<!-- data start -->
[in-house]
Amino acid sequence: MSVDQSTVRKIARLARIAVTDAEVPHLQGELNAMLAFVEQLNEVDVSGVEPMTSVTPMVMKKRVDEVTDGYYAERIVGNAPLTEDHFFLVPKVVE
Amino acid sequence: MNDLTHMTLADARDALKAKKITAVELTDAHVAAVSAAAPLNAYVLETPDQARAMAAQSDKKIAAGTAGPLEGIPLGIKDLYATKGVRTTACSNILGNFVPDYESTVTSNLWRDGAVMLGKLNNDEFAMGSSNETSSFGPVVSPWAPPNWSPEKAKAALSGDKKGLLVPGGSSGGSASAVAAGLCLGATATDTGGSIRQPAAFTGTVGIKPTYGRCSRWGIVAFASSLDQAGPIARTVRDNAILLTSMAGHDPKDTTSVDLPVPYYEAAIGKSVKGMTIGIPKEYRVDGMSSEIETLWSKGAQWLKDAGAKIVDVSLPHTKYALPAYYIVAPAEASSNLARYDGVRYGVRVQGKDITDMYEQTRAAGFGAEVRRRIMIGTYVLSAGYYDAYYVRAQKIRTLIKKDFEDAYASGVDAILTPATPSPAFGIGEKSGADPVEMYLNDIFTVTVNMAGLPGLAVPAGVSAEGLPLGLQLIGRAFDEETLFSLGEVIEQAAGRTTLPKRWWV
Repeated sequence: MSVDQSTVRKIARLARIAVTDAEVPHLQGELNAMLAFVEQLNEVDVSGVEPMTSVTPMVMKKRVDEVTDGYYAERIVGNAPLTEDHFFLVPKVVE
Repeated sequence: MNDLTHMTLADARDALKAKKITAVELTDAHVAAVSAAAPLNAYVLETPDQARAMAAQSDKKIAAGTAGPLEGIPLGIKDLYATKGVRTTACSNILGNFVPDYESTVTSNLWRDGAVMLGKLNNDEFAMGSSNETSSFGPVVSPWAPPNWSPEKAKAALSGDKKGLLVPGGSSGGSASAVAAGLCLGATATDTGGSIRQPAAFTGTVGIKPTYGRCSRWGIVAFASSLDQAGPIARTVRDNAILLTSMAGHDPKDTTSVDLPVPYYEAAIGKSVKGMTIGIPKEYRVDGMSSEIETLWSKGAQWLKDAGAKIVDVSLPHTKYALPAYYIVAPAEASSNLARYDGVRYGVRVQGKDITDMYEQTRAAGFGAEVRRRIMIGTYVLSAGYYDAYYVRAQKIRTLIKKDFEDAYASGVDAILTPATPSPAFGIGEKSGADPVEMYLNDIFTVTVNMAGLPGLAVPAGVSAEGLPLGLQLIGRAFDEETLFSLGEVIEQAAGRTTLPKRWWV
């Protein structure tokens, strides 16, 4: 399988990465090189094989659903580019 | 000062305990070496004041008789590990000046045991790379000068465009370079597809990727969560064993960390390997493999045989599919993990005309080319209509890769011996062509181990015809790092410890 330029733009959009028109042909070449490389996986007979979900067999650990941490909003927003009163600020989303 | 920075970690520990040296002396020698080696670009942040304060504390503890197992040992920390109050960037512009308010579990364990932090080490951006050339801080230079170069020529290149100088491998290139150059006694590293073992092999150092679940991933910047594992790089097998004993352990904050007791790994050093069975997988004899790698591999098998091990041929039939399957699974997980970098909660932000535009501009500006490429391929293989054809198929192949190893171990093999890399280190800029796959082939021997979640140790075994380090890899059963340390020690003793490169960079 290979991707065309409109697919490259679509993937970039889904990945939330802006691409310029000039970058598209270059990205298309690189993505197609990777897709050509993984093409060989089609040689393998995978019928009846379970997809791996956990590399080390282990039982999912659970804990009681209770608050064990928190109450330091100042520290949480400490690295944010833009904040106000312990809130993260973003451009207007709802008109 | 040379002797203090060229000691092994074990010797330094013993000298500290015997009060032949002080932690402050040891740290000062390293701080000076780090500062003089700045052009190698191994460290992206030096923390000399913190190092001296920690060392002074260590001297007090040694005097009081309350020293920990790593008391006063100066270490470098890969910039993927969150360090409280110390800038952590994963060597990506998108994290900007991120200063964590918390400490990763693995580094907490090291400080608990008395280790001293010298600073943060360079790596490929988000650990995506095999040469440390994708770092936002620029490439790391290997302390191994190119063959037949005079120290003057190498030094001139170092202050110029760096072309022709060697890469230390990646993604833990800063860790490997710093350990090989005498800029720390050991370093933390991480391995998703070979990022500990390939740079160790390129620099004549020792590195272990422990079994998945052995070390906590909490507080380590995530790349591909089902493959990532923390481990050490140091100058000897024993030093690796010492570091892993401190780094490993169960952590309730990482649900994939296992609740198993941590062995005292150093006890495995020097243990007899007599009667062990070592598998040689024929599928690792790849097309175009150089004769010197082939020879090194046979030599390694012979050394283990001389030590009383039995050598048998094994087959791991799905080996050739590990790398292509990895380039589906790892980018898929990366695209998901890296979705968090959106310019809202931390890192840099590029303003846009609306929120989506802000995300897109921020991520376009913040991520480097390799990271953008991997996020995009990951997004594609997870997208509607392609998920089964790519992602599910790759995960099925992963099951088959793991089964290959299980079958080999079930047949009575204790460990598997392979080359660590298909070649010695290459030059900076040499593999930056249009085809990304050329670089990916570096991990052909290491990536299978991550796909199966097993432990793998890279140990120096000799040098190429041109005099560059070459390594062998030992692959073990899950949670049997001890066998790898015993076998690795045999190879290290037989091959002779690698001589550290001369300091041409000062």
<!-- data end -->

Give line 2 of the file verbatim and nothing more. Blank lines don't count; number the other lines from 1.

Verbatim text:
Amino acid sequence: MSVDQSTVRKIARLARIAVTDAEVPHLQGELNAMLAFVEQLNEVDVSGVEPMTSVTPMVMKKRVDEVTDGYYAERIVGNAPLTEDHFFLVPKVVE